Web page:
Case Reports in Emergency Medicine

Case Reports in Emergency Medicine / 2016 / Article

Case Report | Open Access

Volume 2016 |Article ID 4981274 | https://doi.org/10.1155/2016/4981274

Athanasios Papathanasiou, Ioannis Markakis, "Clinical Heterogeneity of Guillain-Barré Syndrome in the Emergency Department: Impact on Clinical Outcome", Case Reports in Emergency Medicine, vol. 2016, Article ID 4981274, 3 pages, 2016. https://doi.org/10.1155/2016/4981274

Clinical Heterogeneity of Guillain-Barré Syndrome in the Emergency Department: Impact on Clinical Outcome

Academic Editor: Aristomenis K. Exadaktylos
Received15 Jul 2016
Accepted07 Sep 2016
Published27 Sep 2016

Abstract

Guillain-Barré syndrome (GBS) is mainly classified into acute inflammatory demyelinating polyneuropathy (AIDP) and acute motor axonal neuropathy (AMAN). Although diagnosis of GBS requires progressive weakness and universal areflexia or hyporeflexia, cases of GBS with preserved or increased deep tendon reflexes (DTRs) have been increasingly recognized. We report three cases of GBS, presenting at a single unit in six months. Our first case presented with pure sensory symptoms. The second case had nonspecific generalized weakness, while the third presented with typical ascending weakness. One of our patients had preserved DTRs, while the other two had increased DTRs. Our two cases with hyperreflexia were found to have a preceding Campylobacter jejuni infection and anti-ganglioside antibodies, and their electrophysiological studies revealed AMAN. The other case had an AIDP. Only one case was offered a diagnosis and treatment from the first emergency department (ED) visit and had a better clinical outcome. Clinical diagnosis of GBS in the ED can be challenging. Delay in diagnosis of GBS in the ED is common due to cases with intact or increased DTRs, atypical pattern of weakness, or pure sensory symptoms. Emergency physicians should be aware of GBS clinical heterogeneity, because early diagnosis and treatment improve clinical outcome.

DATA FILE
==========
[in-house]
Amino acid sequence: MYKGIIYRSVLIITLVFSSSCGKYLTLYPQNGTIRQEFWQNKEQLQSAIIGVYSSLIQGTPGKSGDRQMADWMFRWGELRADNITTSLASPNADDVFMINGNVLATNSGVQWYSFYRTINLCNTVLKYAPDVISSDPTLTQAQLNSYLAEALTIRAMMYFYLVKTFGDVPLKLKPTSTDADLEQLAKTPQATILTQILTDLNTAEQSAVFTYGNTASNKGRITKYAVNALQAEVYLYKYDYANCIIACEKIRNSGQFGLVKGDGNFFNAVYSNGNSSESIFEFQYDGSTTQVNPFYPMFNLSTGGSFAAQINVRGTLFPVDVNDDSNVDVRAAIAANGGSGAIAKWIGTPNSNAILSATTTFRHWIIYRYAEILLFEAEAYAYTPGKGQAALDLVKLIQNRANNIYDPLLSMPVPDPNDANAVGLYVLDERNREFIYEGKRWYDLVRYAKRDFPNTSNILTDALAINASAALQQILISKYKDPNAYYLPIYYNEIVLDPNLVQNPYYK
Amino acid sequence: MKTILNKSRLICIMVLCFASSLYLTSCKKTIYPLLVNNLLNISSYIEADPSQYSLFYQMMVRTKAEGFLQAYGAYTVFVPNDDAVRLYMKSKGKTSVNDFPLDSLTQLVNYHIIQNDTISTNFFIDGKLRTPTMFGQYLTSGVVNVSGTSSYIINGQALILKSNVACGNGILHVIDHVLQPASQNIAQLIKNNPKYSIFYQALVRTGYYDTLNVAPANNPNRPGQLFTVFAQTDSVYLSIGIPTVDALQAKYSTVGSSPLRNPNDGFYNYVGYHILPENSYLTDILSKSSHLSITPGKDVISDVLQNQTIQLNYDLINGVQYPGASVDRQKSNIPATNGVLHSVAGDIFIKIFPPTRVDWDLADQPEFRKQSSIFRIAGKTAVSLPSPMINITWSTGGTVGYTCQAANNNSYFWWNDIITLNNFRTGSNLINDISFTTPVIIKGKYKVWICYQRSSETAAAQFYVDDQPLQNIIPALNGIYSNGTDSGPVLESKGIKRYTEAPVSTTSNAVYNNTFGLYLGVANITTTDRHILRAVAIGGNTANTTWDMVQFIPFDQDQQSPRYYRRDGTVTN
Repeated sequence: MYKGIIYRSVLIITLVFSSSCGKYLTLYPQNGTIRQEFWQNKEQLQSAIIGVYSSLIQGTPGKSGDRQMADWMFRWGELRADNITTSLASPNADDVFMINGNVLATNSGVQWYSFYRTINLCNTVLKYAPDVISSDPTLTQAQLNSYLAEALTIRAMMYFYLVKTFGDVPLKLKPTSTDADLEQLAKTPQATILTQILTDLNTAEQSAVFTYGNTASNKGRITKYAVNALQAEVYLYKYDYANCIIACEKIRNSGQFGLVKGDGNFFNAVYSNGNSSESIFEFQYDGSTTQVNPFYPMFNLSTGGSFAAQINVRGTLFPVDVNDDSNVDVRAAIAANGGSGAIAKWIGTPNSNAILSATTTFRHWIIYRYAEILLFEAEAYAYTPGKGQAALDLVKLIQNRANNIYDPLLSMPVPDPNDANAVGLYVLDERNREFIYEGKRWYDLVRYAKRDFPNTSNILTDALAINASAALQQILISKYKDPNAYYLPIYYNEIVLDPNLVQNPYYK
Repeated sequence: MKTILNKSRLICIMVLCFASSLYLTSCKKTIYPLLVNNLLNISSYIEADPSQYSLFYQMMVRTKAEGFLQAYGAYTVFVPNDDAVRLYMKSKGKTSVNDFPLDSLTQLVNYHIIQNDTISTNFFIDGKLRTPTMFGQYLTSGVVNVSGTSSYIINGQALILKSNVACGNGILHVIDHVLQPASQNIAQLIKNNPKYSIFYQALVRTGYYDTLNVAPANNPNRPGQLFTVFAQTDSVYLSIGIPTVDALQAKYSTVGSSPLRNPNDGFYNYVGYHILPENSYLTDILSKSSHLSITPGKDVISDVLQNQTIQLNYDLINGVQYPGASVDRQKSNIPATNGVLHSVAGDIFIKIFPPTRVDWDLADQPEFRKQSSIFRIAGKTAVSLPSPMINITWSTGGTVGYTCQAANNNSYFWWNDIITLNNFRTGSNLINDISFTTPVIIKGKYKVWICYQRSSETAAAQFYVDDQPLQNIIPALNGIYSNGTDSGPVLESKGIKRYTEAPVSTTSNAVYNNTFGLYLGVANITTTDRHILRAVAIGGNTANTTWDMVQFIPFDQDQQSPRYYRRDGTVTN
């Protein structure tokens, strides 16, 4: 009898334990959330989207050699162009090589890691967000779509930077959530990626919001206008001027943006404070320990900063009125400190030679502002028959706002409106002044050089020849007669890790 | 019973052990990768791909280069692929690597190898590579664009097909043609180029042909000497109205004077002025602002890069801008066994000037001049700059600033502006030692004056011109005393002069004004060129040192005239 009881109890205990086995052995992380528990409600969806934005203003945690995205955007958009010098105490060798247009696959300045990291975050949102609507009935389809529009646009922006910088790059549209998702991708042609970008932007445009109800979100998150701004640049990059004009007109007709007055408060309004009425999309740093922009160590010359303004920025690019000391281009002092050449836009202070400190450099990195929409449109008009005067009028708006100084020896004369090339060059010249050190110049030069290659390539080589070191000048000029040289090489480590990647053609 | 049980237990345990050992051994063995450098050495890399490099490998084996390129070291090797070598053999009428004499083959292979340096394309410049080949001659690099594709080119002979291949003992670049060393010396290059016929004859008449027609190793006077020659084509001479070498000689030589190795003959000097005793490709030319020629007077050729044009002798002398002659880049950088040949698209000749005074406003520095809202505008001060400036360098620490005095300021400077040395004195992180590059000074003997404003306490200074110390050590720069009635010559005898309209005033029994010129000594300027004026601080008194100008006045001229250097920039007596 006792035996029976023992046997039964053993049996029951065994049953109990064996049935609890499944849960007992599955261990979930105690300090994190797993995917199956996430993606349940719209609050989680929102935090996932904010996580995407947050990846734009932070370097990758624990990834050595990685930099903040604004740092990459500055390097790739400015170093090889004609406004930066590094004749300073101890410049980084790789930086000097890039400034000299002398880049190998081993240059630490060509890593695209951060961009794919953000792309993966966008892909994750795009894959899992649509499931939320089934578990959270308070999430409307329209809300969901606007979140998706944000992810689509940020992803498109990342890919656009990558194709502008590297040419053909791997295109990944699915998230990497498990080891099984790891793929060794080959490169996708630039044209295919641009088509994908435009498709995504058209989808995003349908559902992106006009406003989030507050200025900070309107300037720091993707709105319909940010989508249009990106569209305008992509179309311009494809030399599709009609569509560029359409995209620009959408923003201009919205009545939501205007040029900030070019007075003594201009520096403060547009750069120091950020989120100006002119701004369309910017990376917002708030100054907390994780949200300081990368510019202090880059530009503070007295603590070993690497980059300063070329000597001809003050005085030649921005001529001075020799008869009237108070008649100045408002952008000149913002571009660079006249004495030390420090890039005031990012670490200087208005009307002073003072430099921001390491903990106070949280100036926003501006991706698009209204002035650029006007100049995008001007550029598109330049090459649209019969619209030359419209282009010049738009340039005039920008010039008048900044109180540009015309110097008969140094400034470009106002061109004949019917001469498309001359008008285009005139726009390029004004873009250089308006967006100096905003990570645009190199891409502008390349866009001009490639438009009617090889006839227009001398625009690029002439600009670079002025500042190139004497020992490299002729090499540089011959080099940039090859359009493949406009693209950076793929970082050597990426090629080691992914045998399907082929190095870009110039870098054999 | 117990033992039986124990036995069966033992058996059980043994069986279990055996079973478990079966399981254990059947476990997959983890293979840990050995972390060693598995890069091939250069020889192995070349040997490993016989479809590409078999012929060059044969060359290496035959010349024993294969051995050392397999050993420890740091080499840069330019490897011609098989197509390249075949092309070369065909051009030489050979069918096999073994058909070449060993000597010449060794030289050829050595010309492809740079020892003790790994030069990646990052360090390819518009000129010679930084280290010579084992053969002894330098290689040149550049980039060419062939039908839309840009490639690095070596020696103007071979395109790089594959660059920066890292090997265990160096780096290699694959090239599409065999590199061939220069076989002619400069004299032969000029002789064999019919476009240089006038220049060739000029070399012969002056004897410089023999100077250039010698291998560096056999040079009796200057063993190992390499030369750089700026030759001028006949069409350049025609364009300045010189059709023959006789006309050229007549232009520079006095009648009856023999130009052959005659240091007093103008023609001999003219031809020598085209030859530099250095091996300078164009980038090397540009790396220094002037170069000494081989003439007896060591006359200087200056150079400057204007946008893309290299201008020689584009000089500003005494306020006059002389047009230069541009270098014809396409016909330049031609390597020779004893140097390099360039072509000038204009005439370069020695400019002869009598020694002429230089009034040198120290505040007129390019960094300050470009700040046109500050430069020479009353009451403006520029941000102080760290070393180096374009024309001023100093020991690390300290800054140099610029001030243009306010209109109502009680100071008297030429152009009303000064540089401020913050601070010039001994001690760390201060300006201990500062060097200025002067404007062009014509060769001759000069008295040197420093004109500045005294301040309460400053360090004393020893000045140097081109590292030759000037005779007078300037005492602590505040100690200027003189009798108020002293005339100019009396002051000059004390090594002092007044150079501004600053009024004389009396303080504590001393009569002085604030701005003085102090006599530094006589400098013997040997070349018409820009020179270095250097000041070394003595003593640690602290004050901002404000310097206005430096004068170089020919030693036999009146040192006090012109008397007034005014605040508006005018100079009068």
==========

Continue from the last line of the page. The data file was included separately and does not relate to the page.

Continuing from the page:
1. Introduction

Weakness and paresthesias are common presenting symptoms in emergency department (ED) [1]. Although Guillain-Barré syndrome (GBS) is an uncommon cause for these chief complaints, early recognition and treatment improve clinical outcome [2]. GBS is an immune-mediated polyneuropathy causing acute neuromuscular paralysis. Clinical diagnostic criteria for GBS, reasserted in 1990, require universal areflexia or hyporeflexia along with progressive weakness [3].

Over the last two decades, the concept of GBS has changed and is currently classified into two major subtypes, acute inflammatory demyelinating polyneuropathy (AIDP) and acute motor axonal neuropathy (AMAN), based on the underlying pathogenesis [4, 5]. There have been studies, describing cases with AMAN that presented with preserved deep tendon reflexes (DTRs), or hyperreflexia [69]. It is now well recognized that mainly AMAN and rarely AIDP can present with normal or exaggerated DTRs [10, 11], causing delay in diagnosis and treatment that might affect prognosis [2].

Herein we report three cases of GBS, presenting to our regional neurosciences unit between January and June 2015. We wanted to highlight the clinical heterogeneity of GBS, focusing on cases with preserved or increased DTRs and the impact on clinical outcome.